We say yes to pork rinds and no to salsa.
After shopping, I cruised by Sam's, since I decided I should have gotten another case of water.  Like Walmart, it was packed.  Luckily, I got one of the last cases of water.  I should now be set with water for at least a week.  Food is covered for about a month.  The experts suggest having enough food on hand for 3 days.  I have 3 days of food with me when I walk to the mailbox, just in case.

After Sam's I filled up the car with gas and got cash from an ATM.  I didn't have any problems getting gas or cash but today noticed several gas stations were either out of gas or had long lines.

Back home, I brought all the outside furniture and "stuff" into the house.  The lightweight plastic furniture I just tossed in the pool.  I also lowered to pool about four inches in anticipation of lots of rain.  I started to vacuum and then realized that if my roof is going to blow off tomorrow, do I really need a clean floor?  On the other hand, I'm very optimistic that my roof will remain where it is and I'll be stuck with dirty floors for the week or so until power comes back.  I can almost guarantee that the power will go out.  In every other hurricane it's been out for at least five days.

I did not prepare bags of ice as many friends were doing.  After two years without ice in Peace Corps, a week of room temperature beverages is no big deal.  I also did not set up my washer as a makeshift bar, full of ice, beer and wine.  I did use my washer to wash one last load of clothes.  

The media rhetoric is increasing.  The local Fox station has been almost exclusively covering only hurricane Matthew.  That must really piss off The Donald.

And It Begins - the rain

Thursday night

The rain started in earnest about 6:00 p.m.  By 8:00 p.m., I headed out in a torrential downpour to lower the pool again.  In previous hurricanes this has also happened.  In those, I started going out fully clothed (every 3 hours, all night).  After the second time, I decided that was ridiculous and just went out naked (my backyard is fenced).  I figured if peeping Toms were out in that weather, they deserved the view.   So far, I'm staying clothed but I make no promises about what I'll do at 2:00 a.m.

I'm estimating we've had 4-5 inches of rain in the last couple of hours.  That's just from the "feeder bands".  The eye of the storm isn't expected to hit the coast for another 12 hours.  The ground is already saturated and my fear is that the pool will overflow and flood my house.  Tomorrow morning, I'll probably be more concerned about the roof blowing off or windows blowing in.  It's always nice to have a variety of things to worry about.

While I was looking out to monitor the water level on the pool deck, my porch light went out.  At the very beginning of the storm.  It has worked faithfully for 22 years.  Happily, my new flashlight is working well.  The front porch light, which I don't really need right now, is working fine.  I know because I could see the large frog lounging on my front porch, watching the rain.

I've been watching the pool level as water is pumped out.  It's taking forever to get lower.  But I'm keeping entertained watching an old season of Survivor.  I'm building up my knowledge of how to make fire, just in case.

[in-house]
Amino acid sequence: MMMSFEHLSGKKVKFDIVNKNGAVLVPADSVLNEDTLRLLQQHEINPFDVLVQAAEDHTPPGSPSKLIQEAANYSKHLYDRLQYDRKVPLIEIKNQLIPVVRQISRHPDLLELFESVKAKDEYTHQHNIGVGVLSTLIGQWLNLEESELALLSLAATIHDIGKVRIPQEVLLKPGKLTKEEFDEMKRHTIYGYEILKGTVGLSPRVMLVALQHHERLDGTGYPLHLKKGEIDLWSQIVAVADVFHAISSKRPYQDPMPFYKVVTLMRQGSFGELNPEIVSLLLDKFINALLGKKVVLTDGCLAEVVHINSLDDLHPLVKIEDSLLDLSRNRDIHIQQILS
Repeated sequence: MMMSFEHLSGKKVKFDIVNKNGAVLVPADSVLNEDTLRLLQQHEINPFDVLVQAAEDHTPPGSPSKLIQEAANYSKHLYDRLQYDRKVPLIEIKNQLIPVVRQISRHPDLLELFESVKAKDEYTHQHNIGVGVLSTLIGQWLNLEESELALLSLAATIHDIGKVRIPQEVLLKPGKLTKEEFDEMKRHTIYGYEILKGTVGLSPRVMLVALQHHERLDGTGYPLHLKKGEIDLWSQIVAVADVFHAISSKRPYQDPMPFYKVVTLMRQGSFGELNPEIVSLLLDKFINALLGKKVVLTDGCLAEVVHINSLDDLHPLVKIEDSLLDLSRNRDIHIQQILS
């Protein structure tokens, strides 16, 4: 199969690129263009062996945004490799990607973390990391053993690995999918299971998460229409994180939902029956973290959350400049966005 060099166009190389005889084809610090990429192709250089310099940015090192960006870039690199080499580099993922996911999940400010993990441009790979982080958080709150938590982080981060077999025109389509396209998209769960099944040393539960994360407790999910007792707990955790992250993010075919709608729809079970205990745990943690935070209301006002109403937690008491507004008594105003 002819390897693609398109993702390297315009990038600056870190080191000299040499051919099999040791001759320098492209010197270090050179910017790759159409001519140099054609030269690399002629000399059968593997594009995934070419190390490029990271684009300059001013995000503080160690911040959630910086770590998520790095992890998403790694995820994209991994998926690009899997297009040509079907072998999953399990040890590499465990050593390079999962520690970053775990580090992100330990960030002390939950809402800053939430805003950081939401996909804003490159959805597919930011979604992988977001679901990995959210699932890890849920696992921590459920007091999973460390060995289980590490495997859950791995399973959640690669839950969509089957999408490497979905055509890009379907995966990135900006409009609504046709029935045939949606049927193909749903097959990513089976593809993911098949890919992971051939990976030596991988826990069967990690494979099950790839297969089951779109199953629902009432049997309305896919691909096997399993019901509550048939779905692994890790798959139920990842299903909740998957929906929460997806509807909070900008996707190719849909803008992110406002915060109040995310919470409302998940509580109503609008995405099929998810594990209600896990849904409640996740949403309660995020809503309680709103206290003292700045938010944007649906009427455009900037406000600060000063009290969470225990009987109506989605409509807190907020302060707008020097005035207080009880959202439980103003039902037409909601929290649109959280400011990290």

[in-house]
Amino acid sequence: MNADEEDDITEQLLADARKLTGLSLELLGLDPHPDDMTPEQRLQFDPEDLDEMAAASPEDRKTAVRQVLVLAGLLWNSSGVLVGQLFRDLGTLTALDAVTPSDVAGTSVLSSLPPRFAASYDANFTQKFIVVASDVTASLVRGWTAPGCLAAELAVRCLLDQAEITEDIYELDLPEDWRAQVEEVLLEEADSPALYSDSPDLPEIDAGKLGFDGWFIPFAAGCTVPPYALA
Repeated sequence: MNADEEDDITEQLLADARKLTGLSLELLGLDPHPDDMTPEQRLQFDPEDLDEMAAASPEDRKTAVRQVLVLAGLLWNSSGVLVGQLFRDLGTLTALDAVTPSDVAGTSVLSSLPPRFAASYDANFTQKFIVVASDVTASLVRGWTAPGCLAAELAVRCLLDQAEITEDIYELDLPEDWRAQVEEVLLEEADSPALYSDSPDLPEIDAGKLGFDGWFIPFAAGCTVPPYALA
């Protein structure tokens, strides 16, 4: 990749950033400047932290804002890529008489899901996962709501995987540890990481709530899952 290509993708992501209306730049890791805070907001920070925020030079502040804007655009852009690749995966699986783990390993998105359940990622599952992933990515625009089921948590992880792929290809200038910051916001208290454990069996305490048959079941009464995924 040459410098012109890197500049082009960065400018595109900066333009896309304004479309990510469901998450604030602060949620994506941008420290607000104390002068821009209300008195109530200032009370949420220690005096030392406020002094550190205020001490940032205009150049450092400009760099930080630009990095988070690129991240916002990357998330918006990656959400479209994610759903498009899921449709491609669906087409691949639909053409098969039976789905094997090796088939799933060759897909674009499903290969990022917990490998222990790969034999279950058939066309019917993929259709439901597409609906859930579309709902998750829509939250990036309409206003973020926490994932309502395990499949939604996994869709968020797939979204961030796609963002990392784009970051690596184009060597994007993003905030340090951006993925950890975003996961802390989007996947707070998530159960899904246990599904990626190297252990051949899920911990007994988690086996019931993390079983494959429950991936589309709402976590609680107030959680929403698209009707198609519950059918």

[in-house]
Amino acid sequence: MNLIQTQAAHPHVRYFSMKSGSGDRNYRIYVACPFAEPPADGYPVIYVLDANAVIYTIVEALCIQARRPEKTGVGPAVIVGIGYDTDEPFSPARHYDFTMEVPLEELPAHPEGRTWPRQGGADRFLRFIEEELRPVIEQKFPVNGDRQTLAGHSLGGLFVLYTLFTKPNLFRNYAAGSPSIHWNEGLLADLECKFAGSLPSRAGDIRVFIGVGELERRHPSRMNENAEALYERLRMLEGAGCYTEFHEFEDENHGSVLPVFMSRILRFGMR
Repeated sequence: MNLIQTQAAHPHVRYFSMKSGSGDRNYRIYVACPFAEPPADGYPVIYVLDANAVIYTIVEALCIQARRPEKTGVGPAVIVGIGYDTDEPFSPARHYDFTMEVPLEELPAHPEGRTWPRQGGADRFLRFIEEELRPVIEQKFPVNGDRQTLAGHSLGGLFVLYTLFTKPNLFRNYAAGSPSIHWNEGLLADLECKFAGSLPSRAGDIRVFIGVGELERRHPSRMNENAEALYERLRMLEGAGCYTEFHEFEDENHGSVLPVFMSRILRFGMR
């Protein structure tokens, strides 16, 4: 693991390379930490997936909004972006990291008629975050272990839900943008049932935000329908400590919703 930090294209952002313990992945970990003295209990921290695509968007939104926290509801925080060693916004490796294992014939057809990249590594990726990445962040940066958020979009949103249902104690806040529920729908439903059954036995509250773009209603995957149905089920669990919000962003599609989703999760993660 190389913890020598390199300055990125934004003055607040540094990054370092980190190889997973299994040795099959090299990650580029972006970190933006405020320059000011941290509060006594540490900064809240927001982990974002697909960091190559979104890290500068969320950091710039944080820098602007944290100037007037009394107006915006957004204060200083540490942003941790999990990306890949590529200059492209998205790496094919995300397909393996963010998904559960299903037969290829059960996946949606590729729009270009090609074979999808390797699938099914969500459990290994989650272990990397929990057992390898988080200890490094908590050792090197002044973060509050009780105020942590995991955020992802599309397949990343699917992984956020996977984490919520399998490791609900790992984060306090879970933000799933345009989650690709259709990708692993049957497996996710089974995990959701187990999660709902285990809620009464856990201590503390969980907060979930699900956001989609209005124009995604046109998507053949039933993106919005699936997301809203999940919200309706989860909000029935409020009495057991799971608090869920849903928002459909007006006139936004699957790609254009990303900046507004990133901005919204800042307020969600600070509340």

I'm home alone and a bit nervous, to be honest.  Friends were kind enough to invite me to stay with them but I prefer to freak out in private.  Oops, I meant keep an eye on the house. I've got Mr. Kindle charged and ready, along with a couple of paperbacks for daytime hours so I can save on Mr. Kindle's battery after the power goes off.

The news reports don't help. Shepard Smith, a weather person for the fine Fox Network, announced that if the storm came even 20 miles inland, we would all die.  Our kids would die.  No one could survive.  Well thanks for your encouragement, Shepard.  At least you could have stopped grinning while announcing that I was going to die tomorrow.  His announcement made me glad I had Mexican food for dinner.  If I'm dying, I want cheese enchiladas in my belly, not kale and tofu.  Yes, I've been dieting but I believe it is a law of nature that calories do not count during a hurricane.

It's 9:00 p.m. now and the rain has slowed.  The lightening and thunder have gone away and according to the satellite map, we should get a break from the rain for a couple of hours.  The wind hasn't started yet. 

9:30 p.m. and the wind and rain are both picking up.  Luckily, the short break gave my patio drain a chance to catch up from the earlier downpour.  And, the porch light came back on.  Then went out again.  Just adds to the excitement.

I love the way companies are responding to the hurricane.  Geico sent me an email yesterday saying they have my back and giving the number to call if I need to file a claim for damage to my car from the storm.  I just got an email from Duke Energy offering helpful advice...they're suggesting I plan an evacuation route and purchase supplies.  Good advice but a wee bit late, given that the storm is underway, businesses have been closed for hours and a 25 hour mandatory curfew starts at 5:00 a.m. tomorrow morning.

It's 10:30 p.m. and Mr. Kindle and I are headed to bed.  After a lull in the wind and rain, they're back.  The wind is definitely stronger.  It should provide comforting white noise to help me sleep.  I plan to dream of sunshine and white beaches with very tiny waves.